This post first appeared on OECD Insights
By Patrick Love
How much do you think it would cost to achieve the Millennium Development Goals? Among other things, that would mean cutting extreme poverty by half in 2015 compared with 1990, achieving universal primary education, and cutting the under-5 mortality rate by two-thirds and maternal mortality by three-quarters.
In 2002, the World Bank came up with a figure of an extra $40-$60 billion a year in foreign aid. Let’s assume that prices have doubled since then, and it would now cost $120 billion.
That’s a gigantic sum of money, but it’s peanuts compared to a figure in the 2011 Yearbook of the Stockholm International Peace Research Institute (SIPRI): military expenditure in 2010 increased by 1.3% in real terms to reach $1630 billion. The top three arms dealers each had sales of around $33 billion.
SIPRI gives some encouraging figures, noting that two peace operations closed in 2010, making it the second consecutive year in which the total number of operations fell.
However, that still leaves 52 multilateral peace operations and the total number of personnel deployed increased by 20% between 2009 and 2010, to reach 262 842, mainly due to the increase in NATO troops in Afghanistan from 84,146 in 2009 to 131,730 in 2010.
That too is expensive. A report by the US Congressional Research Service states that between 2009 and 2010, average Department of Defense spending for Afghanistan alone grew from $4.4 billion to $6.7 billion a month (Afghanistan’s GDP in 2010 was $15.6 billion at the official exchange rate).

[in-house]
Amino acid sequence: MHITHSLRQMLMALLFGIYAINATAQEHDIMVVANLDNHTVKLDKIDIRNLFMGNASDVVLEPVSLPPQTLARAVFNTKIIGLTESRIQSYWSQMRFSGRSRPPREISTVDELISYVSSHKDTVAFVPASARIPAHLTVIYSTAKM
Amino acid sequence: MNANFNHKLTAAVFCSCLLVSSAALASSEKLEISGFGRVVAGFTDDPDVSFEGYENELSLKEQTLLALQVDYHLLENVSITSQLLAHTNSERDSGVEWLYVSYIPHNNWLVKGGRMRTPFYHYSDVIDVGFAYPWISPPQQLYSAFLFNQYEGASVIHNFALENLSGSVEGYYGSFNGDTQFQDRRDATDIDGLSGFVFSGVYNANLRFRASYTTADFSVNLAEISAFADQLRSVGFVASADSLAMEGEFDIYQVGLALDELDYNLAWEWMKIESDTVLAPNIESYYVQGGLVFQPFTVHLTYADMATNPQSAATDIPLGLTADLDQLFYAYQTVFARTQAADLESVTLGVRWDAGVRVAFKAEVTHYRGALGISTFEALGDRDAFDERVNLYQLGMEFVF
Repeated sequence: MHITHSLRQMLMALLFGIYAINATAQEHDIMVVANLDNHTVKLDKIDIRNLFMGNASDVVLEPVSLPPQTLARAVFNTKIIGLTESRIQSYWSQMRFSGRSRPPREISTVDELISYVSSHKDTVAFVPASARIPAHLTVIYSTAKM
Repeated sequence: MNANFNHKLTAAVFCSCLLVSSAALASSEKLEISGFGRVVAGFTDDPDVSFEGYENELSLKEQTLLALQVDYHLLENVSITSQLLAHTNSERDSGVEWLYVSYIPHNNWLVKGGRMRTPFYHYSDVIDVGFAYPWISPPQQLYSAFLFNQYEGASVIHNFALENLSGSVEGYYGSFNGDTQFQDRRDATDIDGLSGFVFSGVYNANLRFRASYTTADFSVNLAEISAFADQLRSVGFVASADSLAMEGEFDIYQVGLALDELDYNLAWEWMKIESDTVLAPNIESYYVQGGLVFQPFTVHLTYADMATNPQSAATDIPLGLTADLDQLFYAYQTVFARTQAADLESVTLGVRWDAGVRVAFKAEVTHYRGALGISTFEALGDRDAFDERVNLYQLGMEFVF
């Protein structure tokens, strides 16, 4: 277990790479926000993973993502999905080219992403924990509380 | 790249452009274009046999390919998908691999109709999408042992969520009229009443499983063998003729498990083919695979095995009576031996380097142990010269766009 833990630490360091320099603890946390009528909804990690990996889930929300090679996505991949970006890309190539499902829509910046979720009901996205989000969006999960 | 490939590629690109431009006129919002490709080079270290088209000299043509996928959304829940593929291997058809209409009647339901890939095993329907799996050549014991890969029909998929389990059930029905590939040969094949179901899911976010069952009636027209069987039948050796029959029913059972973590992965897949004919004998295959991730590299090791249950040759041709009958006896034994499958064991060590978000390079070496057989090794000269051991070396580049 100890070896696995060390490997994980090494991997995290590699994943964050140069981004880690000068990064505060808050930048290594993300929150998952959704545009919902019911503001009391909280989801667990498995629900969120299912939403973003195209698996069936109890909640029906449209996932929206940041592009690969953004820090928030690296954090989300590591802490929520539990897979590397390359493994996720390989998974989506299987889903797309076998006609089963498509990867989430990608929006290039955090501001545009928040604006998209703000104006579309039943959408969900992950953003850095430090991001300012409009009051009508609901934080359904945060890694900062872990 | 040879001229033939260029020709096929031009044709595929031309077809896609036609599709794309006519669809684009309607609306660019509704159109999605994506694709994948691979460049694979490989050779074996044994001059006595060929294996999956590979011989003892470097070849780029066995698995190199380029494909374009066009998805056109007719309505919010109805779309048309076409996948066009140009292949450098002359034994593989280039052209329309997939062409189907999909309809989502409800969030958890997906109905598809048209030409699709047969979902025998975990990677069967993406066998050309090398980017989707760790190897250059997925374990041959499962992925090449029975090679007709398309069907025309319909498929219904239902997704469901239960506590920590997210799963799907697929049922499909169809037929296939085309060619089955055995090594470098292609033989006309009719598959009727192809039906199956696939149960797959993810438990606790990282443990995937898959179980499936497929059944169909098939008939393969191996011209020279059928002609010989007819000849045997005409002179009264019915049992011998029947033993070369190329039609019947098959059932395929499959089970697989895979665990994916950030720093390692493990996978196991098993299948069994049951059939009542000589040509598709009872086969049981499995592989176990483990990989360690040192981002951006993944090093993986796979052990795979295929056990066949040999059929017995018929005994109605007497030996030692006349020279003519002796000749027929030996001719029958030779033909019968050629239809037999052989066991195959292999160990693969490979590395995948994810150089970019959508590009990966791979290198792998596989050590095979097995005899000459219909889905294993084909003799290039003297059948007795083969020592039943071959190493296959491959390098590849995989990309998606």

Is all this multilateral peacekeeping money well spent? SIRPI seems to have some doubts, arguing that operations are “increasingly contested by host countries and challenged in their efficacy by a combination of overstretch and weak political support”.
Next week, the second global meeting of the International Dialogue on Peacebuilding and Statebuilding being held in Monrovia, Liberia will discuss these issues and take a hard look at the role of governments, aid donors and civil society in building sustainable peace and developing capable and accountable states.
We’ll be covering the meeting for Insights blog, and hoping to get answers to three questions:
Have the populations of fragile states and countries affected by conflict benefited from the money, effort and time devoted to peacebuilding and statebuilding these past years?
Are they any nearer to achieving the Millennium Development Goals?
What lessons can these states and the international community as a whole learn from recent experiences, both positive and negative?